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Access Type

Open Access Thesis

Document Type


Degree Program

Public Health

Degree Type

Master of Science (M.S.)

Year Degree Awarded


Month Degree Awarded



Early menopause, the cessation of ovarian function prior to age 45, affects 5-10% of Western women and is associated with an increased risk of adverse health outcomes, including premature mortality and cardiovascular disease. Recent literature suggests that high vegetable protein intake may prolong female reproductive function, but no study has evaluated the association between this exposure and early menopause. Therefore, we evaluated the relationship between cumulative vegetable protein intake as a percentage of total calories and early menopause in the Nurses’ Health Study II cohort. Women included in analyses were premenopausal at baseline (1991) and followed for up to 20 years. Cases (n=2,077) were defined as women experiencing natural menopause before age 45; women were excluded if early menopause was a result of hysterectomy, oophorectomy or radiation treatment. Non-cases were women whose age at menopause was 45 or greater or who were older than 45 and still premenopausal in 2011 (n=51,007). Intake of vegetable and animal protein was assessed every four years via food frequency questionnaires. In Cox proportional hazard models adjusting for age, smoking, diet, and behavioral factors, women in the highest quintile of cumulatively averaged vegetable protein intake (median=6.5%) had a significant 18% lower likelihood of experiencing early menopause as compared to women in the lowest quintile (3.9%) (95% CI: 0.71-0.94; P-trend=0.004). In contrast, animal and total protein was unrelated to risk. Results were similar in analyses limited to never smokers and never oral contraceptive users. Our findings suggest vegetable protein intake may be inversely associated with early menopause.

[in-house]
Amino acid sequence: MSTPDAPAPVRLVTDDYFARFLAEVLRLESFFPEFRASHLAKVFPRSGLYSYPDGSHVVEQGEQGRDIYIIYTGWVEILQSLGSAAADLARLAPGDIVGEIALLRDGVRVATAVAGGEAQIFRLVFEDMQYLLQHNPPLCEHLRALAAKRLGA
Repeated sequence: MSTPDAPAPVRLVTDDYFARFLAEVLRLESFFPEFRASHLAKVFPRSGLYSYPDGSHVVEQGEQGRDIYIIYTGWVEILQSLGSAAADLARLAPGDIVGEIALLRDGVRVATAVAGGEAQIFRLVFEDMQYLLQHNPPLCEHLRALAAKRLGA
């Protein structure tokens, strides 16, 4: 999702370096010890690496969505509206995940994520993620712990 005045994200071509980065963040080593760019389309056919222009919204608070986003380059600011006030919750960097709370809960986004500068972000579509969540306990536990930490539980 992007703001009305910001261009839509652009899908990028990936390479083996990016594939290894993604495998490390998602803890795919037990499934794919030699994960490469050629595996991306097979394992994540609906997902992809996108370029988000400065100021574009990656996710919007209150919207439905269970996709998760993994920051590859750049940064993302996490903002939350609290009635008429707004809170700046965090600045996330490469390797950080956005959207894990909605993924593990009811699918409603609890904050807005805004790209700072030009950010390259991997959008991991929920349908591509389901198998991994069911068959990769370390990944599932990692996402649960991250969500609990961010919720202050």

First Advisor

Elizabeth R Bertone-Johnson

Second Advisor

Brian W Whitcomb